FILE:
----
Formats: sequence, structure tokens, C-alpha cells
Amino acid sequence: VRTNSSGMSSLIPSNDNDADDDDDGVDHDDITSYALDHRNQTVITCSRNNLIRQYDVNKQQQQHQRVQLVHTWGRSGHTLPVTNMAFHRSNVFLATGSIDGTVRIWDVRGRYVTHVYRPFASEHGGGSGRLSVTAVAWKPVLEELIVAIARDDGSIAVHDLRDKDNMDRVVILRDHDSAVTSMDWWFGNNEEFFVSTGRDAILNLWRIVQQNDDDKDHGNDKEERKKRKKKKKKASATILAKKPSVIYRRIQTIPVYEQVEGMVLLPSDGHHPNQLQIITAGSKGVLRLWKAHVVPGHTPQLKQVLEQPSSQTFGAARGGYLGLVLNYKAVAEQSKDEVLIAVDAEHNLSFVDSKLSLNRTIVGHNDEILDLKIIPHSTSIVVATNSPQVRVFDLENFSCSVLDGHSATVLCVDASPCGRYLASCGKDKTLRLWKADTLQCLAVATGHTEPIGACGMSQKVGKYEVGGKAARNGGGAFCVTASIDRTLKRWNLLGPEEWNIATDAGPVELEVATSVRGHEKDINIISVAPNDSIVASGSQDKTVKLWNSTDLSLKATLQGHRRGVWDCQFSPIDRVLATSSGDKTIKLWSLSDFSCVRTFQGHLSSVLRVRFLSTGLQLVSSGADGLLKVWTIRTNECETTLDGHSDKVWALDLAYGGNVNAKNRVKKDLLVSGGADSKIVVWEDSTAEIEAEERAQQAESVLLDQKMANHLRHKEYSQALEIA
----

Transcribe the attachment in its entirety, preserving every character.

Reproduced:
Formats: sequence, structure tokens, C-alpha cells
Amino acid sequence: VRTNSSGMSSLIPSNDNDADDDDDGVDHDDITSYALDHRNQTVITCSRNNLIRQYDVNKQQQQHQRVQLVHTWGRSGHTLPVTNMAFHRSNVFLATGSIDGTVRIWDVRGRYVTHVYRPFASEHGGGSGRLSVTAVAWKPVLEELIVAIARDDGSIAVHDLRDKDNMDRVVILRDHDSAVTSMDWWFGNNEEFFVSTGRDAILNLWRIVQQNDDDKDHGNDKEERKKRKKKKKKASATILAKKPSVIYRRIQTIPVYEQVEGMVLLPSDGHHPNQLQIITAGSKGVLRLWKAHVVPGHTPQLKQVLEQPSSQTFGAARGGYLGLVLNYKAVAEQSKDEVLIAVDAEHNLSFVDSKLSLNRTIVGHNDEILDLKIIPHSTSIVVATNSPQVRVFDLENFSCSVLDGHSATVLCVDASPCGRYLASCGKDKTLRLWKADTLQCLAVATGHTEPIGACGMSQKVGKYEVGGKAARNGGGAFCVTASIDRTLKRWNLLGPEEWNIATDAGPVELEVATSVRGHEKDINIISVAPNDSIVASGSQDKTVKLWNSTDLSLKATLQGHRRGVWDCQFSPIDRVLATSSGDKTIKLWSLSDFSCVRTFQGHLSSVLRVRFLSTGLQLVSSGADGLLKVWTIRTNECETTLDGHSDKVWALDLAYGGNVNAKNRVKKDLLVSGGADSKIVVWEDSTAEIEAEERAQQAESVLLDQKMANHLRHKEYSQALEIA